Instead of paying a monthly premium for a service agreement, put that money in your savings account. Warranties and service contracts are insurance in case someone bad happens. But you are still spending money each month even if nothing happens to your vehicle. So knowing when to get a warranty depends on the condition of your vehicle and other key factors.
You may not have to worry about paying for repairs for a long time if your vehicle is new or newish, as long as you take care of your vehicle. Likewise, any factory flaws should have shown up if you have driven your care for a while and know it is reliable.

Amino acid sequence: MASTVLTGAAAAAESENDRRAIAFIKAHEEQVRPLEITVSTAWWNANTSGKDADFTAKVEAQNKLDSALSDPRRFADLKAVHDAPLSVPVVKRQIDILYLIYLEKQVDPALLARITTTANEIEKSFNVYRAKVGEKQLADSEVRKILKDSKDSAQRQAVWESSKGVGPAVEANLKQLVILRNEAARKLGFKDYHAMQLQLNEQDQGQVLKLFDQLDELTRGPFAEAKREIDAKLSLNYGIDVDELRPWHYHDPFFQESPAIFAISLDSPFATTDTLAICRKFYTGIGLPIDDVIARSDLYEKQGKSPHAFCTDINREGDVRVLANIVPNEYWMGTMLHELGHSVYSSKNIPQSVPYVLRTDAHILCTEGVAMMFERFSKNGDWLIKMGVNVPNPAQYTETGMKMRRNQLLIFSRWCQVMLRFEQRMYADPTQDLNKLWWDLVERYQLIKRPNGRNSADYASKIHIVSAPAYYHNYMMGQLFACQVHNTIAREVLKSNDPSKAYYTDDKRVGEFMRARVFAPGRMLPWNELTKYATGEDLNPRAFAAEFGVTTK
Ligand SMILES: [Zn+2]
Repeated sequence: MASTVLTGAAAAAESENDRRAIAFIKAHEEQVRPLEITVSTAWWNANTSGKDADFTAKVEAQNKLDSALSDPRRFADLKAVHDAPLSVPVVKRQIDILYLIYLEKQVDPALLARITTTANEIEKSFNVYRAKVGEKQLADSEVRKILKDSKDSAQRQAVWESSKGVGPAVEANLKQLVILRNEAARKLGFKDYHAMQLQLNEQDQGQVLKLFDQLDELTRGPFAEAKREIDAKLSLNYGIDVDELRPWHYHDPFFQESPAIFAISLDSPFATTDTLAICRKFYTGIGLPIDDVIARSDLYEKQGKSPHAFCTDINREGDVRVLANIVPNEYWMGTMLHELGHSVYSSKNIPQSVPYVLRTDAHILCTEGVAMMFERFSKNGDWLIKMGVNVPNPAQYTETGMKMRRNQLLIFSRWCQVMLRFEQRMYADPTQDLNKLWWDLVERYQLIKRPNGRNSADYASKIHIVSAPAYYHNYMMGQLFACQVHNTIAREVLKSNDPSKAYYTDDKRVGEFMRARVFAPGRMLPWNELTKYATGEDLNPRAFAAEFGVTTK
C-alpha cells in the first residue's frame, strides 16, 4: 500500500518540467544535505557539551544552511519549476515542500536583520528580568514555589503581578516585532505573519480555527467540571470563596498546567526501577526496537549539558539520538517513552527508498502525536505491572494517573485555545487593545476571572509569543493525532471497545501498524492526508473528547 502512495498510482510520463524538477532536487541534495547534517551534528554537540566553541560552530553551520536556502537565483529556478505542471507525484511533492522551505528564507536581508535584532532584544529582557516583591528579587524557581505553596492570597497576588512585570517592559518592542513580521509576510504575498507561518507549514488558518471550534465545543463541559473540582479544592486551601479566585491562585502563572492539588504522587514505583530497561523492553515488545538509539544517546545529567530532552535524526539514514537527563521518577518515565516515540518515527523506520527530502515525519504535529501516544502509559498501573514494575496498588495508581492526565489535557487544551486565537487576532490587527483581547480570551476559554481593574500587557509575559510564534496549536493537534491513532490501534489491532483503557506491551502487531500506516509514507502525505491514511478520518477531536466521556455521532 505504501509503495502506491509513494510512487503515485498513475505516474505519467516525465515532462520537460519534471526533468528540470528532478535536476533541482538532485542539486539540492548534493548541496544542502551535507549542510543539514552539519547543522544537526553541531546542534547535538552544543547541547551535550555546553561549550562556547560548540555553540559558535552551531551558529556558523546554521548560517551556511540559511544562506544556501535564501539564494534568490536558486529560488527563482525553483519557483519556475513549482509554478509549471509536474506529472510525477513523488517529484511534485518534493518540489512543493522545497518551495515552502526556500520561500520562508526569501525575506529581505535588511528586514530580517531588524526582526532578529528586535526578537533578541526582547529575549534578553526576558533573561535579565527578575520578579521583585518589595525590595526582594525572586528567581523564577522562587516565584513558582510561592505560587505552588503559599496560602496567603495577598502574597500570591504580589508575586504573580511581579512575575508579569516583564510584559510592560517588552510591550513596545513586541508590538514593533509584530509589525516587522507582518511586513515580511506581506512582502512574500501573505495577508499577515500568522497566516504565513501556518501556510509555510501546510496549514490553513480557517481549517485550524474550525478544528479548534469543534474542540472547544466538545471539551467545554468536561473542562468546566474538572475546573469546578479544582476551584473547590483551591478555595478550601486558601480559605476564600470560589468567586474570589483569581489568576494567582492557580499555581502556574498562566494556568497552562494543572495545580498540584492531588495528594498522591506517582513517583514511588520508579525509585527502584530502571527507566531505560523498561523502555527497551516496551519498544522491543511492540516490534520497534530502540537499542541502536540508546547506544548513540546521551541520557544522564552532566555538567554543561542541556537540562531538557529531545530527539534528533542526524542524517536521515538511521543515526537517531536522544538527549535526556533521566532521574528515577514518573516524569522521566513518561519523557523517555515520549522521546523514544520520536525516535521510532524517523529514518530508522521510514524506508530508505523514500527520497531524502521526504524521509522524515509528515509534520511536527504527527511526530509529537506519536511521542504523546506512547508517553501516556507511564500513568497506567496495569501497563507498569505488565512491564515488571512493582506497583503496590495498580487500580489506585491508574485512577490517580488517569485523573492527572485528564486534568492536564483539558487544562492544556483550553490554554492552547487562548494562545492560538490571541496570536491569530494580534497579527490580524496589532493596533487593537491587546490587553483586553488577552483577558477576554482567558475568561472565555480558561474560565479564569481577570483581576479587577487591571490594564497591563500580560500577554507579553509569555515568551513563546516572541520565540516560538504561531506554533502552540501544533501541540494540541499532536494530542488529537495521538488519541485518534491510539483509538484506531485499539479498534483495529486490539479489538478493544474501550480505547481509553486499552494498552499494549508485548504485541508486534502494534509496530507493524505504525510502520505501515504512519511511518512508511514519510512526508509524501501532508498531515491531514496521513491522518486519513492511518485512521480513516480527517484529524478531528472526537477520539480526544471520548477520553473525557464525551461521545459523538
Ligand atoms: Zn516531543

Look into your car insurance coverage. A service agreement might overlap cover with your car insurance. You may already be paying for the coverage you are seeking.
Some factory defects will always be free of charge whether you have a warranty or not.
Manufacturers must inform consumers if there is a safety concern. They often send a postcard or letter in the mail about a manufacturer recall in addition to a public announcement.
The written notice will tell you where to take your vehicle to have the hazardous part or system replaced. Because it is a safety issue, the manufacturer must cover the flaw on all their vehicles with the problem.
Be wary of phone calls claiming a recall or warranty on your vehicle. When there is a known recall, scammers might call vehicle owners and ask for a payment to change the defective product. Likewise, a caller might claim you are eligible for an extended warranty but tell you there is a fee for signing up.